F-35 makes historic appearance at Paris Air Show

  • Published
  • By Tech. Sgt. Ryan Crane
  • U.S. Air Forces in Europe and Air Forces Africa Public Affairs
The U.S. made history when two F-35A Lightning IIs arrived at the Paris Air Show to fly the first public aerial demonstrations here, this week.

Pulling off a historic event such as this takes months of careful planning and preparation. This team had only 36 days to make it happen.

Building the team

Needless to say, this was not an easy road for the U.S. Air Forces in Europe air boss, Col. Justin Hickman. He set out to build a team that he could empower to solve problems and accomplish this daunting task.

“You have two Air Combat Command [F-35A] jets being maintained by 39 ACC Airmen, flown here from the U.S. by two Air Education and Training Command pilots and we are using a Lockheed Martin demonstration pilot to perform in the show,” said Hickman.

And he still had to plan the logistics for getting the other eight aircraft here. Aside from the F-35s, the Air Force brought two F-16 Fighting Falcons, a C-130J Super Hercules, a CV-22 Osprey and a KC-135R Stratotanker. The Army brought an AH-64 Apache and a CH-47 Chinook. The Navy flew in a P-8 Poseidon reconnaissance aircraft.

“This is truly a team effort,” Hickman said. “There are a lot of people who do not work for me at all, but without their help we could never do this. And they did it because they get it. They understand the importance of this event.”

Unlike a normal unit structure, this air show brings people from all different commands and expects them to function as one cohesive team.

“I was fortunate enough to have a motivated team,” Hickman said. “When you have two master sergeants like Randy James and Roy Chavez, things like security and logistics get taken care of.”

Through dozens of telephone conferences, three separate trips to Paris and hundreds of emails, the 130 person team came together to put on a show that wowed more than 350,000 people over the week-long event.

Labor of love

Just over a month after the U.S. announced the F-35 would attend the show, the gates to Le Bourget Airport opened up and the crowds came flooding in.

With more than 100 aircraft on display and 2300 different exhibitors at the show, the Department of Defense aircraft corral was just a drop in the bucket of what the show offered. Despite that fact, the Soldiers, Sailors and Airmen drew some of the largest crowds as people clamored to get a peek at the U.S. technology on display.

The importance of this milestone was not lost on the Colonel.

“I am an aviation history kinda geek,” he said. “Right out there,” he gestured, “in front of our aircraft, is a plaque commemorating where Charles Lindbergh landed. It’s written in French, and it says, Charles Lindbergh, after crossing the Atlantic for the first time, landed here May 21, 1927. And right here at the Paris Air Show, 90 years later, we have F-35s, F-16s, helicopters, tactical airlift and maritime surveillance aircraft, right where Lindbergh landed. This is historic.”

With the U.S. involved in numerous conflicts and facing manning and equipment shortages, many critics take issue with the DOD’s participation in air shows and trade shows.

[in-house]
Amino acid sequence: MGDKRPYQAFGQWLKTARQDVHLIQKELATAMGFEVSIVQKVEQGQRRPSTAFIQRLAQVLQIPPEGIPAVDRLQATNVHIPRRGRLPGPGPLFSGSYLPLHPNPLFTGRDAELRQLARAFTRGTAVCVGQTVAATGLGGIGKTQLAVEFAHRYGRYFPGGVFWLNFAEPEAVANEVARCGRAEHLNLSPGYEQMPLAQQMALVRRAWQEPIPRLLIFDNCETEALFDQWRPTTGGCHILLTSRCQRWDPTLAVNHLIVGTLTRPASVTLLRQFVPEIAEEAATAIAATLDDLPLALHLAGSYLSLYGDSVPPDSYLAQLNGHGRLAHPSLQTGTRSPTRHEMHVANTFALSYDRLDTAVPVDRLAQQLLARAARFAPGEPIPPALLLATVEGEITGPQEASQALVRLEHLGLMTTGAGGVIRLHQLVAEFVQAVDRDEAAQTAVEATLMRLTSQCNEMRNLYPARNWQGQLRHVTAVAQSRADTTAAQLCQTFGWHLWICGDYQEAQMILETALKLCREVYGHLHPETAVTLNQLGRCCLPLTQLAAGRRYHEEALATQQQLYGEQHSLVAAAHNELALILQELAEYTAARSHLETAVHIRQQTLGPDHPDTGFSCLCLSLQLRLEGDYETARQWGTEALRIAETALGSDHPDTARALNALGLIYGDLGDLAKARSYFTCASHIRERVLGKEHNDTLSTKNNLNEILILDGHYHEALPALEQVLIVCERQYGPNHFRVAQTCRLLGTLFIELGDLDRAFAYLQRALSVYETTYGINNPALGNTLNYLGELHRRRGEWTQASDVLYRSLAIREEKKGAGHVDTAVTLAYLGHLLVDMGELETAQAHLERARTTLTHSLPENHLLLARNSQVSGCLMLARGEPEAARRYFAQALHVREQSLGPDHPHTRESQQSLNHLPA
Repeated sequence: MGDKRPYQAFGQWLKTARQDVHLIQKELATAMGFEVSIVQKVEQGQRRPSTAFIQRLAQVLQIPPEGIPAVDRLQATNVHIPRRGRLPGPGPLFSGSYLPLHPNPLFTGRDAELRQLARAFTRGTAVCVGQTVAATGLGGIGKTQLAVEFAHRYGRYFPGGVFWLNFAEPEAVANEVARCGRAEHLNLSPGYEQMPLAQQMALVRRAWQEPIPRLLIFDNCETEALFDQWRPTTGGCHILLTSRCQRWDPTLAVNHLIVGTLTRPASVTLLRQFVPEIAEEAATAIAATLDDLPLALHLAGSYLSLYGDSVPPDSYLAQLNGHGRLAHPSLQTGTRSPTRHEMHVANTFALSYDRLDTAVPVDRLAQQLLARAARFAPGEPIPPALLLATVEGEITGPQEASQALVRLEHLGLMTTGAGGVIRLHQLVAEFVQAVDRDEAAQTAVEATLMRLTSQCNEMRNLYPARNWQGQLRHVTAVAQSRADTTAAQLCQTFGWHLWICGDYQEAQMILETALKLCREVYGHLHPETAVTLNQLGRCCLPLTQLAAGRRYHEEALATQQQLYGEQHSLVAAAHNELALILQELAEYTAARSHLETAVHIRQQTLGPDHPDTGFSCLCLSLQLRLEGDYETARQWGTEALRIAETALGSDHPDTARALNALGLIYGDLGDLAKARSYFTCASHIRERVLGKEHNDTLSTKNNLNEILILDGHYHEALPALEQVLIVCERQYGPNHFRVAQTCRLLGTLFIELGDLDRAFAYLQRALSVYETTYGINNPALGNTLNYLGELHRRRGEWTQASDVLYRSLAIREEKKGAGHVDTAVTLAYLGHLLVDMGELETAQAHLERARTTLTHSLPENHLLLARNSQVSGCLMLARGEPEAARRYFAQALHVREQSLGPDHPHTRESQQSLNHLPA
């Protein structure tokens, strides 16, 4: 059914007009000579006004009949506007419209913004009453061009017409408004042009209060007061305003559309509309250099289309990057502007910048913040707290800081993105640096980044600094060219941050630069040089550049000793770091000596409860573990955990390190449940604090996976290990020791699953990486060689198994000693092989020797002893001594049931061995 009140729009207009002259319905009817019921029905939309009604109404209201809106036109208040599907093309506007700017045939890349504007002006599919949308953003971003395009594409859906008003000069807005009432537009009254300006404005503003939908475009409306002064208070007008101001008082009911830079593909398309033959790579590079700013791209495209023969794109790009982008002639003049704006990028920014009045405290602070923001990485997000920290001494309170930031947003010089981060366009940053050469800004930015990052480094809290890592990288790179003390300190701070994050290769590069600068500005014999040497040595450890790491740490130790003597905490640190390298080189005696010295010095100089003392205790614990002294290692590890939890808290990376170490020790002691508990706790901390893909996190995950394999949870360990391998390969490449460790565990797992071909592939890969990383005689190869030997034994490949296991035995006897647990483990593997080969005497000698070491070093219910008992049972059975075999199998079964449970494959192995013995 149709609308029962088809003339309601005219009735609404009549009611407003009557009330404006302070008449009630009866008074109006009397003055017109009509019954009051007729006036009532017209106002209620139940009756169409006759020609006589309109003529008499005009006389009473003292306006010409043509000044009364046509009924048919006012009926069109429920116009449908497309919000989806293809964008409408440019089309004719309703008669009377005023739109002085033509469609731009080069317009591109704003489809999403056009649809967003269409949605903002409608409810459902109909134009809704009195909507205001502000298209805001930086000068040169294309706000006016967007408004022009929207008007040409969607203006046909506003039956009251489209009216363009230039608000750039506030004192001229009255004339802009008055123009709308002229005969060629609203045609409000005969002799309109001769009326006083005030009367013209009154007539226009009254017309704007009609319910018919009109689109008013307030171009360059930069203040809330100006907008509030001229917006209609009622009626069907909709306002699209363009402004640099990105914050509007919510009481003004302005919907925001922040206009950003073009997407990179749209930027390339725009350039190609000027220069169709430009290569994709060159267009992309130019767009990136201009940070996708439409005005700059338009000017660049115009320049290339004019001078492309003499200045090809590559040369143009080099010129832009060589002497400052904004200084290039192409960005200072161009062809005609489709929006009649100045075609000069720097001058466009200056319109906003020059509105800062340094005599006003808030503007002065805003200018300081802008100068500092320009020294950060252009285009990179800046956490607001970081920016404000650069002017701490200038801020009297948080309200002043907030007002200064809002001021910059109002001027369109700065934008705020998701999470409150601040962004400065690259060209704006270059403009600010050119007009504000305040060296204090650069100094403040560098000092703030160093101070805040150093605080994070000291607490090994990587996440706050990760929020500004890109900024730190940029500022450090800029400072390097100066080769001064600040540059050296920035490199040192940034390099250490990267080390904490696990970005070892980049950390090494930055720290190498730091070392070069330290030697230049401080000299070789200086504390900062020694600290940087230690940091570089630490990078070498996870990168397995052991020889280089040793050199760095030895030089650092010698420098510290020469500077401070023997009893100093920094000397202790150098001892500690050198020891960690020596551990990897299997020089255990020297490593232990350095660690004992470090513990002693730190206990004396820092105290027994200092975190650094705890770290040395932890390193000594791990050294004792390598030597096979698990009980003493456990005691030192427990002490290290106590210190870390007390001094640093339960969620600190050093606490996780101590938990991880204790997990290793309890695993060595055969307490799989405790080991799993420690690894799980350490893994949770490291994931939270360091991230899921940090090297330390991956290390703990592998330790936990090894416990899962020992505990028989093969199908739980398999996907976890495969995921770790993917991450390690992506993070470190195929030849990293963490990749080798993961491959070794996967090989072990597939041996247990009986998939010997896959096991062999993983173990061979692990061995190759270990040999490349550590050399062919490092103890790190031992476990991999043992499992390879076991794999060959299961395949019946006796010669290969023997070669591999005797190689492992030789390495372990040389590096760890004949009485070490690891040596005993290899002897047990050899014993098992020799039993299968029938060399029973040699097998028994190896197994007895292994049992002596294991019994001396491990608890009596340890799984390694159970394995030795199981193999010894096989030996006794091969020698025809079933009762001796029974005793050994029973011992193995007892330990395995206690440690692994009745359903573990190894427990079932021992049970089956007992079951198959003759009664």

“A lot of people tell me, you are taking pilots, aircrew, Soldiers and Sailors, away from their training for over two weeks while they do this. And I say ‘yes, yes we are’. That is two weeks they are missing but the strategic seeds you plant today are going to pay off in 20 years, because these people are going to remember the Americans they met at the Paris Air Show.”

Hickman admitted the past few months have been stressful, but he knows it was all worth it.

“When we’re veterans sitting in the old folks home, we’re not going to sit around and talk about all the paperwork and long hours required to make this happen, we are going to talk about Le Bourget and being a part of the world’s largest airshow,” he said.

Lightning brings the show to a standstill

In the late afternoon, the F-35 boomed down the runway, stopping the crowd in their tracks as they scanned the sky for the source of the sound.

For the next six minutes, Le Bourget was still and all eyes were on the fifth generation fighter cutting through the skies over Paris.

Once the display concluded, the crowed erupted with thunderous applause. Mission accomplished.

What the audience didn’t see were the 39 maintainers it took to bring those jets to Paris, and put them up in the sky nearly every day for two weeks and a team of security forces to protect it.

Fielding a new aircraft can be challenging under perfect conditions, and the conditions in Paris were anything but perfect.

“We had to do some things that made us uncomfortable,” said Hickman.

The team had to strike the perfect balance between making the jet viewable by the air show attendees and safeguarding the multi-million dollar asset. The solution came in the form of the iron clad relationship the U.S. has with France.

“We asked for some help from the French to protect our aircraft while we moved it back and forth from the corral to the demo,” Hickman explained. “They gave us a hangar which provided security overnight. And when we move it, they gave us a mobile rope team who helped us maintain a safe buffer between the F-35 and the crowd.”

The French also provided armed security that augmented the unarmed U.S. personnel assigned to protect the aircraft.

“It was truly a combined effort as we worked with our French allies to display the F-35,” Hickman said.

The week-long event wrapped up Sunday evening. As the announcers informed everyone to make their way to the exits, crowds still gathered around the U.S. corral to get one last look at the American airpower on display at the Paris Air Show.